With a modern but not-so-speedy x86 processor, and a good enough implementation, cryptography speed will not be the bottleneck. For instance, consider a quite cheap AMD Athlon 2650e processor, a not-so-modern and really-not-so-speedy processor that I have in my home file server; it is clocked at 1.6 GHz and has a single core. It can still do about 2200 RSA private key operations per second (for a 1024-bit RSA key). I seriously doubt that the Linux kernel on which this machine runs can cope with 2200 new TCP connections per second...
(Note that for anything related to RSA, running an x86 CPU in 64-bit mode is a huge win -- that's what I do with my cheap server, by the way. In 32-bit mode, divide the figure by 3 or 4; this would still be quite respectable performance.)
Also, SSL/TLS has a feature known as "abbreviated handshake" which is about a client connecting again and reusing the asymmetrically exchanged secret of a previous handshake. See section 7.3 of the standard. The abbreviated handshake involves symmetric cryptography only, no RSA. Note that, in practice, the best thing about abbreviated handshake is that it implies less network packets and lower latency; the lower CPU usage is nifty but not so visible when actually measured.
Assuming that you nonetheless find the asymmetric part of SSL to be huge on the CPU budget, your best bet will still be a "plain RSA" cipher suite, although there could be a tie with ECDHE cipher suites (but the only elliptic curve which is decently supported by existing clients is the P-256 curve, which is fine but somewhat an overkill if you just aim at 80-bit security).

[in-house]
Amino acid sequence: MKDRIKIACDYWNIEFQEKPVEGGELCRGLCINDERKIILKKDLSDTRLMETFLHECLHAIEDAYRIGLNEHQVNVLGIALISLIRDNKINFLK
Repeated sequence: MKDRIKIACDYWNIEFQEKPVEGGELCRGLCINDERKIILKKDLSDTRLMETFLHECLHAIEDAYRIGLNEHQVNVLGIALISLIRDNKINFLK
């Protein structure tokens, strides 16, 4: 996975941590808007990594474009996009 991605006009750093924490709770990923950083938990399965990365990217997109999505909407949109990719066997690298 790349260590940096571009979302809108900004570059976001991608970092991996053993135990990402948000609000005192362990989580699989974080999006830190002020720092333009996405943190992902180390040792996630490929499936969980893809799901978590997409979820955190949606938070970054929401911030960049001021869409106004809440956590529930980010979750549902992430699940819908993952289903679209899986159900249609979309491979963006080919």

SSL/TLS also uses symmetric cryptography, and that one can use some CPU, too. An x86 CPU is more than powerful enough to encrypt all data which can go through a 100 Mbits/s link, but you can have some savings if you choose your algorithms properly. In practical terms, this means: use AES or RC4, not 3DES. AES will be exceptionally fast and cheap if your CPU offers the AES-NI instructions (and if your SSL implementation uses them, of course).
For the hash algorithm, MD5 is somewhat faster than SHA-1, but SHA-1 can already process 240 Mbytes/s (mega-bytes, not megabits) on my cheap AMD CPU.
So this points at
TLS_RSA_WITH_AES_128_CBC_SHA to be the cipher suites of choice for who wants to get the most connections per second for the least CPU. Or possibly
TLS_ECDHE_RSA_WITH_AES_128_CBC_SHA, which will be less widely supported, but will give you Perfect Forward Secrecy, which can be a nice thing to have.
This being said, performance can depend a lot on architectural details and the exact operation environments, therefore you shall measure. Try it and see if changing the cipher suite makes any actual difference. Remember that performance has often a lot more to do with the amount of efforts invested in the protocol implementation, than with the intrinsic merits of the algorithms themselves.